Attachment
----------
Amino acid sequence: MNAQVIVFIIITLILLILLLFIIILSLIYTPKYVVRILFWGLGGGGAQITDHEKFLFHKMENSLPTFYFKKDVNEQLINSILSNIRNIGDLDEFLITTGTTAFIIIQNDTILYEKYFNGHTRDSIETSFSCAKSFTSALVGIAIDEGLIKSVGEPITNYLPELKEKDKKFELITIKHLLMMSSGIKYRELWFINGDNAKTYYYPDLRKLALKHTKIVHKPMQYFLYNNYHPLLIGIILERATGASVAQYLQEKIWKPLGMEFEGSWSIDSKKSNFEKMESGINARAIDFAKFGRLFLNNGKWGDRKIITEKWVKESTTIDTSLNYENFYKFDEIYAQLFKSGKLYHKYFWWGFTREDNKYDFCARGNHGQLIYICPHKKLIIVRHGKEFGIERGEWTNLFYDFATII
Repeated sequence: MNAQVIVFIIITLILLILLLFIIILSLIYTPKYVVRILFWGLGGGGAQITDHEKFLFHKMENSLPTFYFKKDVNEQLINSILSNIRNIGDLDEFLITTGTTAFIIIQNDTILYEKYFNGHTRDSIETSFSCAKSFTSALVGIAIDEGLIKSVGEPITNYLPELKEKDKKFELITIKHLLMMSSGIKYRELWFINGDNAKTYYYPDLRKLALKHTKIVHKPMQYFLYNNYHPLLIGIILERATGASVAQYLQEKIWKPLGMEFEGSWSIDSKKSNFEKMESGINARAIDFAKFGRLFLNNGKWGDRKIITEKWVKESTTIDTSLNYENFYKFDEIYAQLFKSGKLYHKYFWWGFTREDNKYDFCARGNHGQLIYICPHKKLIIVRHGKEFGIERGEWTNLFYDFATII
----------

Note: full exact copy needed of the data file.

Amino acid sequence: MNAQVIVFIIITLILLILLLFIIILSLIYTPKYVVRILFWGLGGGGAQITDHEKFLFHKMENSLPTFYFKKDVNEQLINSILSNIRNIGDLDEFLITTGTTAFIIIQNDTILYEKYFNGHTRDSIETSFSCAKSFTSALVGIAIDEGLIKSVGEPITNYLPELKEKDKKFELITIKHLLMMSSGIKYRELWFINGDNAKTYYYPDLRKLALKHTKIVHKPMQYFLYNNYHPLLIGIILERATGASVAQYLQEKIWKPLGMEFEGSWSIDSKKSNFEKMESGINARAIDFAKFGRLFLNNGKWGDRKIITEKWVKESTTIDTSLNYENFYKFDEIYAQLFKSGKLYHKYFWWGFTREDNKYDFCARGNHGQLIYICPHKKLIIVRHGKEFGIERGEWTNLFYDFATII
Repeated sequence: MNAQVIVFIIITLILLILLLFIIILSLIYTPKYVVRILFWGLGGGGAQITDHEKFLFHKMENSLPTFYFKKDVNEQLINSILSNIRNIGDLDEFLITTGTTAFIIIQNDTILYEKYFNGHTRDSIETSFSCAKSFTSALVGIAIDEGLIKSVGEPITNYLPELKEKDKKFELITIKHLLMMSSGIKYRELWFINGDNAKTYYYPDLRKLALKHTKIVHKPMQYFLYNNYHPLLIGIILERATGASVAQYLQEKIWKPLGMEFEGSWSIDSKKSNFEKMESGINARAIDFAKFGRLFLNNGKWGDRKIITEKWVKESTTIDTSLNYENFYKFDEIYAQLFKSGKLYHKYFWWGFTREDNKYDFCARGNHGQLIYICPHKKLIIVRHGKEFGIERGEWTNLFYDFATII